third: to make your etc a little more concrete: a decent support page
  breaking

  forth: support for grid design, eg research and results into a different/additional concept
  of discrete glue that jumps rather than stretches

  fifths: ...

this is all in etex spirit right now meaning that this is what i would
like to see etex research go (and as far as the third goes where some
of my research interests lie too)

if that would be in etex and perhaps even if only the first two are
part of etex (as a proper solution to the third will need a lot of
time and might not fit into the etex paradigm) i guess i would put a
lot of weight into trying to get such a system accepted by a broad
basis.

but the same would be true if the omega project would incorporate etex
primitives and deals with the compatibility issues.

or if coming back to my suggestion we build a stable combined version
(probably also including pdftex near the end because that will have
matured by then too)


 > >> i know that this is a devil's loop that i'm describing, but i also
 > >> outlined how i see breaking that loop. if you think it could be broken
 > >> by writing some wonderful package that make people use e-tex then i
 > >> suggest you try that path.
 >
 > I don't think it could.  I _do_ think that if a future LaTeX were predicated on
 > e-TeX, and if that future LaTeX offered considerable advantages over the current
 > implementation, then that would of itself create a very rapid uptake of e-TeX.

true, except for: what are the considerable advantages we can currently and in the
foreseeable future offer? that's my whole argument and that is why...

 > You fear it would lead to the opposite -- a widespread refusal to move to the
 > new LaTeX -- and I respect your point of view; one day, perhaps we'll know
 > which of us is right...

i fear if staying with the status quo we will never find out, that is why (given
that i think it is about the right time) i would like to provide for a different
path of development or say an additional middle path.

 > >> but you would ask us to produce a LaTeX that would result in
 > >> non-usability for the majority of the users?
 >
 > With a sufficient overlap, this is not as bad as you make it seem.
 > If you were to release an e-TeX specific LaTeX on date D, but
 > continue supporting the older LaTeX until D' (D' >> D), this would
 > allow people adequate time to replace their ancient TeX 3.14s with
 > e-TeX 3.14159...  I would have thought an overlap of one year
 > would have been adequate, although I appreciate it would mean extra
 > work for the LaTeX tean; on the other hand, e-TeX is intended to
 > _reduce_ the load on the LaTeX team, by making many complex tasks
 > in TeX much simpler, so the load might balance out in the end...

one could have this at least initially as a separate project (by additional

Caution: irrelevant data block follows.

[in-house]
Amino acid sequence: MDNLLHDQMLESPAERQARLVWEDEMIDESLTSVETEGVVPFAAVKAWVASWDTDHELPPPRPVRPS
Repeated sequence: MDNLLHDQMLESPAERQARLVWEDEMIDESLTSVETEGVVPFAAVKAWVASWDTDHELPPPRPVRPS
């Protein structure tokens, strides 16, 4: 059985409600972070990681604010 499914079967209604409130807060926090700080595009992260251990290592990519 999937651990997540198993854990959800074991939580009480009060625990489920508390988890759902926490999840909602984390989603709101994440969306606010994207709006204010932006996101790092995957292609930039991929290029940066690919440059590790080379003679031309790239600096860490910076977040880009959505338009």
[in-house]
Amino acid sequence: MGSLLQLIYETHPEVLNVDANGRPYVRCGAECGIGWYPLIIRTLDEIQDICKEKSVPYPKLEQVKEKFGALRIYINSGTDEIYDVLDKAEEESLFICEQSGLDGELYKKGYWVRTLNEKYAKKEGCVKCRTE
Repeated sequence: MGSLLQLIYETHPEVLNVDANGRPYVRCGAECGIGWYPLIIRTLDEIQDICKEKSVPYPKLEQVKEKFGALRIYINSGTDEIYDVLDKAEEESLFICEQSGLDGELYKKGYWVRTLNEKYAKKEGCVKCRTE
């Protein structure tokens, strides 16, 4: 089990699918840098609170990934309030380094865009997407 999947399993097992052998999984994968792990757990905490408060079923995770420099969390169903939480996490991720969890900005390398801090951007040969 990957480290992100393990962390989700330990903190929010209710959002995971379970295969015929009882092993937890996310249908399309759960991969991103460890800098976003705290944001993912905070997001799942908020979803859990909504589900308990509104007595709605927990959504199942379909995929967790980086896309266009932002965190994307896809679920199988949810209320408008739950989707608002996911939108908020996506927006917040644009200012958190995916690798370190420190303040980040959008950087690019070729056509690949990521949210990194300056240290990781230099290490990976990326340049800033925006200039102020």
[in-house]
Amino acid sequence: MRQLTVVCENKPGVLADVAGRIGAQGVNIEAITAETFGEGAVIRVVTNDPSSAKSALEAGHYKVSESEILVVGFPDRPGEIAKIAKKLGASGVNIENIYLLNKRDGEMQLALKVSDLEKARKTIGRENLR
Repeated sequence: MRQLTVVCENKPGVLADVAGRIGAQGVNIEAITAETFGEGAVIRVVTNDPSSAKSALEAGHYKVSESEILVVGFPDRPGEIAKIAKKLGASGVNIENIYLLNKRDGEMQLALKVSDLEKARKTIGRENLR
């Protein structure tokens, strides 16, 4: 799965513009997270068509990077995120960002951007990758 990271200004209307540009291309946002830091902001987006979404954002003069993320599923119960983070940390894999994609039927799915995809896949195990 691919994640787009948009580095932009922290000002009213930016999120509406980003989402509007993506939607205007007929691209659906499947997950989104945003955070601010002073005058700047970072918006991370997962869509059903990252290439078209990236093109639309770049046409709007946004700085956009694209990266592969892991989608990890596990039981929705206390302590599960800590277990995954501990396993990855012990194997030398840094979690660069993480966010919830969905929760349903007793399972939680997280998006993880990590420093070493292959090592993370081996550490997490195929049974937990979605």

volunteers outside the latex3 project --- my estimate would be a man month) and if
it turns out to be accepted have the project switch in at a later stage. right now
it means too much extra load, especially given that with with the same argument the
Omega project is leaning towards LaTeX development based on their system which
would be equally valid or not valid.

 > >> there are some areas in TeX that are simply wrong and where
 > >> compatibility is something for the historian. if you only accept
 > >> something as being a successor to TeX that not only keeps its good
 > >> parts but also its bad parts then that will be a poor successor.
 >
 > We _know_ that strict compatibility is essential; large organisations
 > such as AMS simply _will not_ replace TeX by anything, unless that
 > <anything> _guarantees_ that it will process all their legacy documents
 > in a manner identical to TeX.

okay we know that argument but then you can even have that, eg a compatibility
switch that produces that kind of compatibility you need --- just as

  \documentstyle{article}
  \author{frank\\
          \verb=frank{foo}@bar=}

runs without complaints although it loses the braces because that is
the way LaTeX209 typeset that article.

what i mean is that compatibility by turning off features or by restricting tables
to 256 rather than 16bit if asked for is not really an issue. and even if you
change the behaviour of a primitive you could turn that back in compat mode.

 > >> yes omega does not have a compatibility switch that can be set so that
 > >> it does behave like the original TeX but it does solve a large amount
 > >> of problems with TeX although only of a certain type. and what is the
 > >> problem with that? omega is more of an NTS system as e-tex is (which
 > >> did have different design goals) and there at least during initial
 > >> development compatibility is of no importance.
 >
 > See above...

see above what? see that i asked you what explicit compatibility problem you see
for a user or the ams using Omega. i claim that especially the ams wouldn't notice
any difference when running their production system through omega as it is
now. what argument did i miss?

 > I think that's all the relevant messages covered; the answers took longer

i fear i haven't covered half of the other important messages that came in the
recent days and i hope that people don't feel neglected when i have concentrated on
a few. and it took me a long time too although knowing me i'm not surprised :-)

 > than I intended, so I hope the LaTeX list adminstrators will forgive this
 > digression.  Please let me know _via private e-mail_ whether those who
 > would like to contribute to discussions on e-TeX would prefer to do so

to me this is not a discussion on etex but of much more general nature.  as long as
this is directly relevant to the future of LaTeX i don't mind staying with this
list and i didn't found that a digression at all; i personally fond it quite
helpful and i hope that others found this too.

good night
frank

ps this mail is at the limit of what latex-l let's you post so cut it down if you reply :-)
------- end -------